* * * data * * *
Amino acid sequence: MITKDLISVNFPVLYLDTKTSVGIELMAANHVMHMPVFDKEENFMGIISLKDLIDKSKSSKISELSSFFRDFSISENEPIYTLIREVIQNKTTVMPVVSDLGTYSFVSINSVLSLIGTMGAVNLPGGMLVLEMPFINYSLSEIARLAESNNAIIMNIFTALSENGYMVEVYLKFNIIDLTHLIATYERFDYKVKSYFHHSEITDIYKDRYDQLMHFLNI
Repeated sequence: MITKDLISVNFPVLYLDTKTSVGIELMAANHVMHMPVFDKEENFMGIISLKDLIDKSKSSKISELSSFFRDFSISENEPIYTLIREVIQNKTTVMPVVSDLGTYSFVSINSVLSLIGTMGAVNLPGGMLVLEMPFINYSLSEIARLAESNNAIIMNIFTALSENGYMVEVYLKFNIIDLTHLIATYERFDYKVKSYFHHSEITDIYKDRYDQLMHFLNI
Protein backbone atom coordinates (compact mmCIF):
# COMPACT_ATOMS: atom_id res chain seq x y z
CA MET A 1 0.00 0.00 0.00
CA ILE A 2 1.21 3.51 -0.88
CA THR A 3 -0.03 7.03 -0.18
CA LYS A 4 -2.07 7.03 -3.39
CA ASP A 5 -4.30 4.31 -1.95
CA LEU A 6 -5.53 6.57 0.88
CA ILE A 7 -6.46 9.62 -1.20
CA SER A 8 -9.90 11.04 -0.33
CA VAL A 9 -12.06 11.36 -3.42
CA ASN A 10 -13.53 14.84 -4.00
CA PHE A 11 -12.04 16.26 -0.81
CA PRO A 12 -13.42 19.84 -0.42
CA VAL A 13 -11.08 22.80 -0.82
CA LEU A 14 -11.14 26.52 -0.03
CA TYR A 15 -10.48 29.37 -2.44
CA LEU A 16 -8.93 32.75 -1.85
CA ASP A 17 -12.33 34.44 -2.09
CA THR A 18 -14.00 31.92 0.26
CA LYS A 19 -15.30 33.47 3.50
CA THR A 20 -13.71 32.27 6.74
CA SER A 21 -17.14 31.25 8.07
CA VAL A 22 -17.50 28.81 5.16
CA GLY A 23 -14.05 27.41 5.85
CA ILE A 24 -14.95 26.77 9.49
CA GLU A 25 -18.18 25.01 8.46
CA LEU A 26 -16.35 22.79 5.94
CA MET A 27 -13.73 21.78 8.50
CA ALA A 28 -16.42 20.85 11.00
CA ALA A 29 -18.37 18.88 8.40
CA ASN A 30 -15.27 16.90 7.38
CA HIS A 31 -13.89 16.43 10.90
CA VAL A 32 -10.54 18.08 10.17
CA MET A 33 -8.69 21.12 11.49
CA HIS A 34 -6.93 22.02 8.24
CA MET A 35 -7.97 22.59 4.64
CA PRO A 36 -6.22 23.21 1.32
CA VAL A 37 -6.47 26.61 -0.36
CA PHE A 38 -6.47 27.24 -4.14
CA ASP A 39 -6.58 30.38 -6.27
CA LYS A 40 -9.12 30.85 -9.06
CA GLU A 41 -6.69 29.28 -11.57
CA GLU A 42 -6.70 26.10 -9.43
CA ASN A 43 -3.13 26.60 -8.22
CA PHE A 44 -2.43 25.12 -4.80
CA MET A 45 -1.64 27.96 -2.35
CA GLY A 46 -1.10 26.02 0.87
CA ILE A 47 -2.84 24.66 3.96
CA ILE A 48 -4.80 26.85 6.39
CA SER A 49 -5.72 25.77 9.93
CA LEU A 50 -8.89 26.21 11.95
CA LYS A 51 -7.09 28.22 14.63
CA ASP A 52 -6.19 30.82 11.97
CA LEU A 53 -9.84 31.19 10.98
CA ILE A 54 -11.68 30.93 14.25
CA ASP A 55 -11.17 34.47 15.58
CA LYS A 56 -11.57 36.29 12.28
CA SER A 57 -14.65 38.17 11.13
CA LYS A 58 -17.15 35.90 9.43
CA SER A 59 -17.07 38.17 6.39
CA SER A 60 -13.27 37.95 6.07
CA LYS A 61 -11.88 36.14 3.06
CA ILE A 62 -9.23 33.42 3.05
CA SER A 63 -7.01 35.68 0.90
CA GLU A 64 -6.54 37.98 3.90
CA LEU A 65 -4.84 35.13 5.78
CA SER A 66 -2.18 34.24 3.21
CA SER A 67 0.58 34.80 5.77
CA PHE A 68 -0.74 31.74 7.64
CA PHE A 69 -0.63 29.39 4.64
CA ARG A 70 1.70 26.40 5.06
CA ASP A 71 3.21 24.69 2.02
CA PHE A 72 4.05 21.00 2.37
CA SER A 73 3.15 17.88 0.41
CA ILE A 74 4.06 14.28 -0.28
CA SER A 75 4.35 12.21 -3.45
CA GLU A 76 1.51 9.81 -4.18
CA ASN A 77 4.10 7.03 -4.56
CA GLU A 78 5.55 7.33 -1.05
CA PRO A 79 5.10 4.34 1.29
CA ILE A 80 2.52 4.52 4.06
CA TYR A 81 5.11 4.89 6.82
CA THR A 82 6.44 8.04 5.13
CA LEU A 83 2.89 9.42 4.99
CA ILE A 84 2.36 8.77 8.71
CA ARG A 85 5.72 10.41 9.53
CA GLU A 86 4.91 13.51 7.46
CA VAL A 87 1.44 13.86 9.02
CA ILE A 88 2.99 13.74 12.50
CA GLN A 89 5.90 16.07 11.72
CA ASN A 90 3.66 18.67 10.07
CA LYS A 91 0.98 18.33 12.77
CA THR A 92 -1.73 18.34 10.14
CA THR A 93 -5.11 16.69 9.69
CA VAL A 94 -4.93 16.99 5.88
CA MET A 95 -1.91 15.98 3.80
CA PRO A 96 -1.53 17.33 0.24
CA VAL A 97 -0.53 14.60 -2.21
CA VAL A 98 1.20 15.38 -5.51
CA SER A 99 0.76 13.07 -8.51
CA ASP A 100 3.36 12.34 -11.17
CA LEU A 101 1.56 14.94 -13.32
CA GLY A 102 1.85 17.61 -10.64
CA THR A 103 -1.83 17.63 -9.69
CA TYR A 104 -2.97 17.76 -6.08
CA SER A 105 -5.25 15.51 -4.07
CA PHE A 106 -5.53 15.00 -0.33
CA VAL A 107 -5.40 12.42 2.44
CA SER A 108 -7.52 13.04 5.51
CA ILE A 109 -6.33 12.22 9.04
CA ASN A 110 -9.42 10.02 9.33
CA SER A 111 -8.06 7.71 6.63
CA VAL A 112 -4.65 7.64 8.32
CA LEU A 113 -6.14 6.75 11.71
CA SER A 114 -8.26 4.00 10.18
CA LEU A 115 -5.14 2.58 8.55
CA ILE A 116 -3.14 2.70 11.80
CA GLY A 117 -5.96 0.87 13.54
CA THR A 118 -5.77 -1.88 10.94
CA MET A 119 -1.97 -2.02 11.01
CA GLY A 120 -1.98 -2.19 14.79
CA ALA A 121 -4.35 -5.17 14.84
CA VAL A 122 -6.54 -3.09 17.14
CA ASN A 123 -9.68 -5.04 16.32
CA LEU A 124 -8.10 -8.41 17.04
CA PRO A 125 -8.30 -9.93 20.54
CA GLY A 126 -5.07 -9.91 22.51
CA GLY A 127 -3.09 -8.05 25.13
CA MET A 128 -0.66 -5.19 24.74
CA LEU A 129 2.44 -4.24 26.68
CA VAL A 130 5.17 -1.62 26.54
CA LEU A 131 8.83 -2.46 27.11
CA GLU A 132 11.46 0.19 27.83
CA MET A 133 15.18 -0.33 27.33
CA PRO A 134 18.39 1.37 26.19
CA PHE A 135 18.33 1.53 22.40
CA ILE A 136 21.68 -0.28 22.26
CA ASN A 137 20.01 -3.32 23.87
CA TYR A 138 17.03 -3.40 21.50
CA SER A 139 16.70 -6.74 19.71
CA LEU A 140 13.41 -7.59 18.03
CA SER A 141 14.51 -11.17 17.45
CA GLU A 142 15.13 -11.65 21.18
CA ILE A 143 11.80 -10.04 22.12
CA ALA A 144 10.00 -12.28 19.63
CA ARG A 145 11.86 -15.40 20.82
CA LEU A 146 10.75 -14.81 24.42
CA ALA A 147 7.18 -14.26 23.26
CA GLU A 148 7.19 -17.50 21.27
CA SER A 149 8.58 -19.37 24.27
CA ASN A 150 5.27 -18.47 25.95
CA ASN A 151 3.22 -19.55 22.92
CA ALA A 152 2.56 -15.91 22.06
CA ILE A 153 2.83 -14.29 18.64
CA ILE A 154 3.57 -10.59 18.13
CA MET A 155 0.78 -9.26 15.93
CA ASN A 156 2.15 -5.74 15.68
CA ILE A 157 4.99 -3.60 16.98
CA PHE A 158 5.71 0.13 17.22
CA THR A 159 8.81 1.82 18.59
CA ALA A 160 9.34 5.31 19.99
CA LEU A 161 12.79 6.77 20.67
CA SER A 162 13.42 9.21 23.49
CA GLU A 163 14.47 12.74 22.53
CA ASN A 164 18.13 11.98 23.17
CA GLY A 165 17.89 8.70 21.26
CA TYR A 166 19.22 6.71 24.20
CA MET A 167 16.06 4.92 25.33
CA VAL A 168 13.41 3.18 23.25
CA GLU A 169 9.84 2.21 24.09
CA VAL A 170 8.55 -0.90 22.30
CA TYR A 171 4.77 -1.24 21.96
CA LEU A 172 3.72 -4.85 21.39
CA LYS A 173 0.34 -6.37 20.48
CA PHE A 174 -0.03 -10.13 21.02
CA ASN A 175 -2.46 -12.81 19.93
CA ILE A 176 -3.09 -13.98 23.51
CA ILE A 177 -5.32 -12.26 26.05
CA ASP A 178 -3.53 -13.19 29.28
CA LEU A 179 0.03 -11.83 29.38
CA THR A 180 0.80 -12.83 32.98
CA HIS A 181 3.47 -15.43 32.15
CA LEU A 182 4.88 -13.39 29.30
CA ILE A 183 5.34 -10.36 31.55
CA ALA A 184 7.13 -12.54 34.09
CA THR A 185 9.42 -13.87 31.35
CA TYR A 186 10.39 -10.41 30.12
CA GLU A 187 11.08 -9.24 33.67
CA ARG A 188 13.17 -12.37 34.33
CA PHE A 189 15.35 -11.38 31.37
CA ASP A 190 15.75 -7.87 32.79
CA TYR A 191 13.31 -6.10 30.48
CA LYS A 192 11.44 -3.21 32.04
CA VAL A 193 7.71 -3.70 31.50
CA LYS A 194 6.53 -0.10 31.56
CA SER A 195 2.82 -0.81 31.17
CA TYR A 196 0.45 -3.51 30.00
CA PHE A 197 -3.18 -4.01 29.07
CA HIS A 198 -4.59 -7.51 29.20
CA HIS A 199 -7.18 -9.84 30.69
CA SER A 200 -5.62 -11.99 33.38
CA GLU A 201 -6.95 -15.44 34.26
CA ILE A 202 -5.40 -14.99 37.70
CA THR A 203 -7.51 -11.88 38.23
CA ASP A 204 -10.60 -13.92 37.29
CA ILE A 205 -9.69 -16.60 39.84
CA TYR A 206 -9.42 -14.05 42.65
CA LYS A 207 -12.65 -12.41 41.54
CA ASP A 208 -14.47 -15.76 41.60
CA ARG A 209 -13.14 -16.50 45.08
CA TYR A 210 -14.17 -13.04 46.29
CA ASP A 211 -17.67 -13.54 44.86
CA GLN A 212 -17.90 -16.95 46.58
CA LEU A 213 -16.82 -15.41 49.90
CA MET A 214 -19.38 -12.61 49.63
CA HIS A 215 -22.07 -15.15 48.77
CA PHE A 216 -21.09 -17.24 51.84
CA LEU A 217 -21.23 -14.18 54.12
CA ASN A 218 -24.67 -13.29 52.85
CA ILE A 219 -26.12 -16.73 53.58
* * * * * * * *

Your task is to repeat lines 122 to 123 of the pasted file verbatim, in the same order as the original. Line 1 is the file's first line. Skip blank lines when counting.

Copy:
CA THR A 118 -5.77 -1.88 10.94
CA MET A 119 -1.97 -2.02 11.01